By the way, the fix for this mess, at least a healthy start for a fix, is to deny funding by the government to these hospitals if they insist on over-ruling doctors and patients in the care of patients.  In communities where a Catholic hospital is the sole hospital the government would have to get a bit more creative in this so as not to put the burden of the denied funding on patients but it can and must be done!  Next chapter in this battle of church and state over care of patients by hospitals owned by religious institutions is the religious institutions will cry loudly about the government banning their “religious freedom” in the care of patients.  I say to that: What about the patients?  Don’t they have the right for their care not to be influenced by some religious group?  Especially if the patient is adamantly against it?

Is this a “time warp?”  I thought this was 2013!!!!!  Not   “1713.”  Religion should be practiced personally (IF AT ALL),  and only if you live “on an isolated planet!  NOT   AMERICA!!!!  IT IS EXTREMELY DIFFICULT TO BELIEVE THAT A PERSON CAN BE SO BRILLANT TO BECOME A DOCTOR—BUT YET “SO IGNORANT”  SIMULTANEOUSLY.  You never know what to expect from any person (a catholic)  who lets their personal “beliefs”  rule their professional life AND DECISIONS!!  AND   OTHER’S LIVES!!!

If you are pregnant , don’t go to Mercy Hospital .

“Faith-based” health care?  What a load of codswallop.  Call it what it is - RELIGOUS healthcare.  What it should be is HEALTH-BASED healthcare, with all legally available treatment options available to all who want them.  If a patient has a religious objection to a treatment, the patient can DECLINE it and it will be noted in the chart.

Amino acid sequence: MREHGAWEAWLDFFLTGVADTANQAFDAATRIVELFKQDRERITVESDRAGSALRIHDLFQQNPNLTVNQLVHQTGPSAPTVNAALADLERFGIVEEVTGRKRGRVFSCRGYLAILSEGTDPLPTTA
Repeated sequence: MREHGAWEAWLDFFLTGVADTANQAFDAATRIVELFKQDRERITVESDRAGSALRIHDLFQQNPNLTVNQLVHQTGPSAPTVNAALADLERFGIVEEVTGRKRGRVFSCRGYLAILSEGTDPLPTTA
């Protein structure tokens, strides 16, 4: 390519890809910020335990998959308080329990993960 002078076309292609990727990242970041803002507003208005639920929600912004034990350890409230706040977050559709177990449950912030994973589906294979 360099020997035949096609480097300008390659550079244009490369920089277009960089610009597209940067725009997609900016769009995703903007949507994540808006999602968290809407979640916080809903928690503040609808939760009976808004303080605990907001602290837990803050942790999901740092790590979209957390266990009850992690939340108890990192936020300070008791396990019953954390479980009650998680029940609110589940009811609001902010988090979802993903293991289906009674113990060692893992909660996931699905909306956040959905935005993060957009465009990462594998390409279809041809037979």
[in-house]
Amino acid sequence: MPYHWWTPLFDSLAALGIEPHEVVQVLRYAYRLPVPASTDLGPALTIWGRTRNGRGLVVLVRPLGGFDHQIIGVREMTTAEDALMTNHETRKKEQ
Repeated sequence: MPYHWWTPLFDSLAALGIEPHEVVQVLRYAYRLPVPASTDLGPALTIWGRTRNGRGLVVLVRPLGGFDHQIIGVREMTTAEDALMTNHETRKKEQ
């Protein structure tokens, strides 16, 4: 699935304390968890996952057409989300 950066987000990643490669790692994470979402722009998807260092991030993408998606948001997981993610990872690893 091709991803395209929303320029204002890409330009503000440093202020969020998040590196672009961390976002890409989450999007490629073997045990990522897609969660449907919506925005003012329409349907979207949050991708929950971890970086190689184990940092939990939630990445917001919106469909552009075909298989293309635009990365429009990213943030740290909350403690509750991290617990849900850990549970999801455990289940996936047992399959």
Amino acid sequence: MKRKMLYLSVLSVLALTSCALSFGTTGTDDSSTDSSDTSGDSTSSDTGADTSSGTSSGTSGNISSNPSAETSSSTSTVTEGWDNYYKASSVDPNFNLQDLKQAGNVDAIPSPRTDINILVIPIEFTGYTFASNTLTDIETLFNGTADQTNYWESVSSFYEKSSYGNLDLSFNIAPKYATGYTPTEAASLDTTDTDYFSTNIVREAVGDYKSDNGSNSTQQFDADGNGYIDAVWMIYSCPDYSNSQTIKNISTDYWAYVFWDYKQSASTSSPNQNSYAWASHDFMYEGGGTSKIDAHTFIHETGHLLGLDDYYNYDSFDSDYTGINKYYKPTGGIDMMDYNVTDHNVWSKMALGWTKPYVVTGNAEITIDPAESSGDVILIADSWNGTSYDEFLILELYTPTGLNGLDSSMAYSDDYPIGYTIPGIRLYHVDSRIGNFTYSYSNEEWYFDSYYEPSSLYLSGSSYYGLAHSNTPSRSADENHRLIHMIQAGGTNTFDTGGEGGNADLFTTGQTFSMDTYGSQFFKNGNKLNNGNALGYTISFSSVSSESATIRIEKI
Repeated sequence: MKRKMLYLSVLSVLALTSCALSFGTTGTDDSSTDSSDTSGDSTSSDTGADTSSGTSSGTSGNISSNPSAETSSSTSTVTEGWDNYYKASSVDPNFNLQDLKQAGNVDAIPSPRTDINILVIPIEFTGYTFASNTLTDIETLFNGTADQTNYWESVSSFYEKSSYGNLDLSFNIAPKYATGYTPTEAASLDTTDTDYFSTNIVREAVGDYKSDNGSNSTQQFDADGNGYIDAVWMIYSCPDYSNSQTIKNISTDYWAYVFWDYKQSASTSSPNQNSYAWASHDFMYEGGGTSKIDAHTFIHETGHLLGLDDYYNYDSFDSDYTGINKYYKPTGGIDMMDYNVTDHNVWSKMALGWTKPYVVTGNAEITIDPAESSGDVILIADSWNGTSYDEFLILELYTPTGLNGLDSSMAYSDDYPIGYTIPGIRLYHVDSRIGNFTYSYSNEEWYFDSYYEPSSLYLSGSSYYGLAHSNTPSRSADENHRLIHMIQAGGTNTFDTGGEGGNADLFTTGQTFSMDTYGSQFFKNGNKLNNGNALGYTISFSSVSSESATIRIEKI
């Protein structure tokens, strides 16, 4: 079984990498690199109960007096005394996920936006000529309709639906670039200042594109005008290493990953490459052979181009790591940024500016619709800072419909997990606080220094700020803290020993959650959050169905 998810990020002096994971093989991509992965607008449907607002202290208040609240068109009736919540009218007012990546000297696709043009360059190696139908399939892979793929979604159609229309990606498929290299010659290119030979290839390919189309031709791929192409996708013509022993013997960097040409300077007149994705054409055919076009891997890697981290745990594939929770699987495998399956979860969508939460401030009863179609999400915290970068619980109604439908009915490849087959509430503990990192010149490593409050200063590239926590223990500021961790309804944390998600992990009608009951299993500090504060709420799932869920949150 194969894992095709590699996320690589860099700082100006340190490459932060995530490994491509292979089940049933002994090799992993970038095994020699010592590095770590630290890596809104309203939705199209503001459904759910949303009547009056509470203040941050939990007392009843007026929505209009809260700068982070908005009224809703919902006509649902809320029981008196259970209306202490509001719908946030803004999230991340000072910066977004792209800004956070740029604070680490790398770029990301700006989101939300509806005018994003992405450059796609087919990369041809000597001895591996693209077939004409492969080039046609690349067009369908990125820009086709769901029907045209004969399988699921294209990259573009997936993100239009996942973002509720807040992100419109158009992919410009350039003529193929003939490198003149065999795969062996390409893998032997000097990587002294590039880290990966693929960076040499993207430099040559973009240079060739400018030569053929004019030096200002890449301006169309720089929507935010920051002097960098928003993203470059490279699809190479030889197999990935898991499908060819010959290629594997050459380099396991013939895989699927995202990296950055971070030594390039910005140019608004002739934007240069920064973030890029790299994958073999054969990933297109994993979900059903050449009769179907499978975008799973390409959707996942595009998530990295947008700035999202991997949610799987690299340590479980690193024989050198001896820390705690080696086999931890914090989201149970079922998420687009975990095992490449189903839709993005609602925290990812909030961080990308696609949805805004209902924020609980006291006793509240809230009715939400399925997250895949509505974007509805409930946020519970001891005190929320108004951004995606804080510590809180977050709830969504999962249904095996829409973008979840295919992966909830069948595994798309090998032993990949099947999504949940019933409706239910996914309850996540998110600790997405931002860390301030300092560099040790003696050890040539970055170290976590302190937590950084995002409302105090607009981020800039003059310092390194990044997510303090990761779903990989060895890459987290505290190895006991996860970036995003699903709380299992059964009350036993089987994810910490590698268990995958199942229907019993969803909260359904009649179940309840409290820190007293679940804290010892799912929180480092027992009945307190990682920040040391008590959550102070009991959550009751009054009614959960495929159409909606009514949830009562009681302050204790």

If you are an active athiest, as many commenters here seem to be, you probably don’t want to go to a Catholic hospital.  That’s good, that’s how a free country works.
But, if it is problematic that a Catholic hospital does not agree with the law of the land, is it not also problematic that the law of the land is incompatable with Catholic doctrine?  We are not talking about the mystery of the Trinity, but of the question of murder.  And the discussion here, can an employer restrict an employee’s communications while on the job.  The law pretty consistantly says yes.  But….  Some of us seem to think that if that employer is a religious entity, and that communication is about recommending a murder, that that right is lost.  Without the idea that abortion is a God-given human right, how does this make sense.

In response to people who post that people who don’t like the religious immorality imposed by Catholic hospitals, I’d like to point out that in many rural communities people have only one hospital and it’s Catholic. That includes Northern New Mexico and rural Colorado. The only hospital in Northern New Mexico (literally) is a Christus operation, which infamously denied an abortion to a 12-yr-old who had been raped by her father. Since Christus purchased the local hospital it has been spending all it’s energy in dressing up the physical facade of the facility while breaking the local unions and ignoring quality of care.

WOW!  Just because a hospital is run/owned by a religious organization should NOT make the religious beliefs “manatory” for all personnel.
Any hospital staff (doctors, nurses, and yes, clergy) SHOULD be able to discuss ALL options with their patients and family!!  No option should be left out!!!  Let the patient & family make the decision that is best for them!!

What some religious organization seem to forget is that GOD gave us “free will” and the ability to make decisions that are “correct” for us, for our individual selves.

If my personal belief is that abortion is wrong than I would not consider it in my personal quest for a decision about my care, but I should still know ALL the options.

I could go on to make a comment about the “Catholic church” seems to regard all its members as “mindless idiots” that HAVE to have someone else tell them what to do or how to behave…...  but I won’t.

If we asked Pope Francis point-blank whether he approves of risking a pregnant woman’s life in order to comply with a Catholic-owned hospital’s “guidelines”—wonder what he would say?

abinico warez

Nov. 15, 2013, 5:19 p.m.

Freedom of religion means freedom of religion. The moment government intervenes for any reason, that freedom is lost. Does that mean wacky bad stuff could happen - yes it does; but that is the price of freedom.

” The moment government intervenes for any reason, that freedom is lost.”